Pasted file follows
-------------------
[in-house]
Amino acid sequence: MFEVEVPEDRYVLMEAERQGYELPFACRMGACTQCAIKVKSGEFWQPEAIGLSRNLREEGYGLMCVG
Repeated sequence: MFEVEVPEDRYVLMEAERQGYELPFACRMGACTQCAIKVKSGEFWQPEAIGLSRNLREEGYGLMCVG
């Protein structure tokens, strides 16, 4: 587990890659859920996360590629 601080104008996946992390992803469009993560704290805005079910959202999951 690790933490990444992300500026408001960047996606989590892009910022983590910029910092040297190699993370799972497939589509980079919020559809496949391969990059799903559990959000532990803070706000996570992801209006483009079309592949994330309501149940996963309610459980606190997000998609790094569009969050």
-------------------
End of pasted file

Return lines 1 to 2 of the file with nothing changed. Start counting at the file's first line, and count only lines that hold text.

[in-house]
Amino acid sequence: MFEVEVPEDRYVLMEAERQGYELPFACRMGACTQCAIKVKSGEFWQPEAIGLSRNLREEGYGLMCVG